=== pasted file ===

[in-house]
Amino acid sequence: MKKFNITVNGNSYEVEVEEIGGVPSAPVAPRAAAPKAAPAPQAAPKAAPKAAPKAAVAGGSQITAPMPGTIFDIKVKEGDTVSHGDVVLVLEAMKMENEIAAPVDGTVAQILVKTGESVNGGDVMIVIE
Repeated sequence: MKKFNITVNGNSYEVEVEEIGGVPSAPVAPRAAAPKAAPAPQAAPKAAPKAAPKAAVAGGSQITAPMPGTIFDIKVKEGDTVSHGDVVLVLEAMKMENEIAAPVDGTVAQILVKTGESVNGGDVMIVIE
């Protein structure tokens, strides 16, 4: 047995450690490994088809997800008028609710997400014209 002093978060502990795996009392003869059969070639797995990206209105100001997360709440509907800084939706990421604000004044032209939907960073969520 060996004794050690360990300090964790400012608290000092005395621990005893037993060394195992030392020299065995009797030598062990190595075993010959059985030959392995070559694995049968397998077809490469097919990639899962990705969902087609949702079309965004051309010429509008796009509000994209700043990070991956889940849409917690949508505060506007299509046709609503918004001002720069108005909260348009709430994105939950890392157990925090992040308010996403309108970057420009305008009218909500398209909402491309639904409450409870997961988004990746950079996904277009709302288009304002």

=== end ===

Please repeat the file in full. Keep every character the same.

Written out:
[in-house]
Amino acid sequence: MKKFNITVNGNSYEVEVEEIGGVPSAPVAPRAAAPKAAPAPQAAPKAAPKAAPKAAVAGGSQITAPMPGTIFDIKVKEGDTVSHGDVVLVLEAMKMENEIAAPVDGTVAQILVKTGESVNGGDVMIVIE
Repeated sequence: MKKFNITVNGNSYEVEVEEIGGVPSAPVAPRAAAPKAAPAPQAAPKAAPKAAPKAAVAGGSQITAPMPGTIFDIKVKEGDTVSHGDVVLVLEAMKMENEIAAPVDGTVAQILVKTGESVNGGDVMIVIE
């Protein structure tokens, strides 16, 4: 047995450690490994088809997800008028609710997400014209 002093978060502990795996009392003869059969070639797995990206209105100001997360709440509907800084939706990421604000004044032209939907960073969520 060996004794050690360990300090964790400012608290000092005395621990005893037993060394195992030392020299065995009797030598062990190595075993010959059985030959392995070559694995049968397998077809490469097919990639899962990705969902087609949702079309965004051309010429509008796009509000994209700043990070991956889940849409917690949508505060506007299509046709609503918004001002720069108005909260348009709430994105939950890392157990925090992040308010996403309108970057420009305008009218909500398209909402491309639904409450409870997961988004990746950079996904277009709302288009304002």